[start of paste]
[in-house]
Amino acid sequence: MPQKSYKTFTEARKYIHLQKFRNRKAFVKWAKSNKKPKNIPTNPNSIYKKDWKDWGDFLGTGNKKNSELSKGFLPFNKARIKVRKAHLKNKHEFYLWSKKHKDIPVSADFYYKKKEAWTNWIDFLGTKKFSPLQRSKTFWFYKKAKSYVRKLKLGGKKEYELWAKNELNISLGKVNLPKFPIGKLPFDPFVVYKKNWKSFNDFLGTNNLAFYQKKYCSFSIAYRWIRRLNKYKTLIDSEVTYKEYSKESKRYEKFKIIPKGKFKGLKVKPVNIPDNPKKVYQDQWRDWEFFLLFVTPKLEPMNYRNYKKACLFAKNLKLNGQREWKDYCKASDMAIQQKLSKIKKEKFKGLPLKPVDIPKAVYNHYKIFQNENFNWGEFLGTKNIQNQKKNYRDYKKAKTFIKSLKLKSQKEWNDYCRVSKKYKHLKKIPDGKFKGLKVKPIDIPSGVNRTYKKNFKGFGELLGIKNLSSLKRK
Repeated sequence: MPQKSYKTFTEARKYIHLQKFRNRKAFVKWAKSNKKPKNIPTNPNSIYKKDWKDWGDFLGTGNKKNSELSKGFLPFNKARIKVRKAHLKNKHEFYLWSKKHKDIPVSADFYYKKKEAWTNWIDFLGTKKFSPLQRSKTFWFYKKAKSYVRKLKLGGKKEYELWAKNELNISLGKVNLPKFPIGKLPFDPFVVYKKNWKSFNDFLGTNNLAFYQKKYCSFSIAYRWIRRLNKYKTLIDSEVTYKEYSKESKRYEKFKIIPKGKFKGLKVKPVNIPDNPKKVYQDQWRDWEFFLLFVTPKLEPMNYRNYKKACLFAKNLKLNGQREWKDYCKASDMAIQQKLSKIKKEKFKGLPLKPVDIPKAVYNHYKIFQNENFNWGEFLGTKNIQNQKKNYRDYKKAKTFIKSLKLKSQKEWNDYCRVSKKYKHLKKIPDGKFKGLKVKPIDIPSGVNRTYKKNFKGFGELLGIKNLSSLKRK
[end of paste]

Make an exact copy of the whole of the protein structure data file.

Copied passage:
[in-house]
Amino acid sequence: MPQKSYKTFTEARKYIHLQKFRNRKAFVKWAKSNKKPKNIPTNPNSIYKKDWKDWGDFLGTGNKKNSELSKGFLPFNKARIKVRKAHLKNKHEFYLWSKKHKDIPVSADFYYKKKEAWTNWIDFLGTKKFSPLQRSKTFWFYKKAKSYVRKLKLGGKKEYELWAKNELNISLGKVNLPKFPIGKLPFDPFVVYKKNWKSFNDFLGTNNLAFYQKKYCSFSIAYRWIRRLNKYKTLIDSEVTYKEYSKESKRYEKFKIIPKGKFKGLKVKPVNIPDNPKKVYQDQWRDWEFFLLFVTPKLEPMNYRNYKKACLFAKNLKLNGQREWKDYCKASDMAIQQKLSKIKKEKFKGLPLKPVDIPKAVYNHYKIFQNENFNWGEFLGTKNIQNQKKNYRDYKKAKTFIKSLKLKSQKEWNDYCRVSKKYKHLKKIPDGKFKGLKVKPIDIPSGVNRTYKKNFKGFGELLGIKNLSSLKRK
Repeated sequence: MPQKSYKTFTEARKYIHLQKFRNRKAFVKWAKSNKKPKNIPTNPNSIYKKDWKDWGDFLGTGNKKNSELSKGFLPFNKARIKVRKAHLKNKHEFYLWSKKHKDIPVSADFYYKKKEAWTNWIDFLGTKKFSPLQRSKTFWFYKKAKSYVRKLKLGGKKEYELWAKNELNISLGKVNLPKFPIGKLPFDPFVVYKKNWKSFNDFLGTNNLAFYQKKYCSFSIAYRWIRRLNKYKTLIDSEVTYKEYSKESKRYEKFKIIPKGKFKGLKVKPVNIPDNPKKVYQDQWRDWEFFLLFVTPKLEPMNYRNYKKACLFAKNLKLNGQREWKDYCKASDMAIQQKLSKIKKEKFKGLPLKPVDIPKAVYNHYKIFQNENFNWGEFLGTKNIQNQKKNYRDYKKAKTFIKSLKLKSQKEWNDYCRVSKKYKHLKKIPDGKFKGLKVKPIDIPSGVNRTYKKNFKGFGELLGIKNLSSLKRK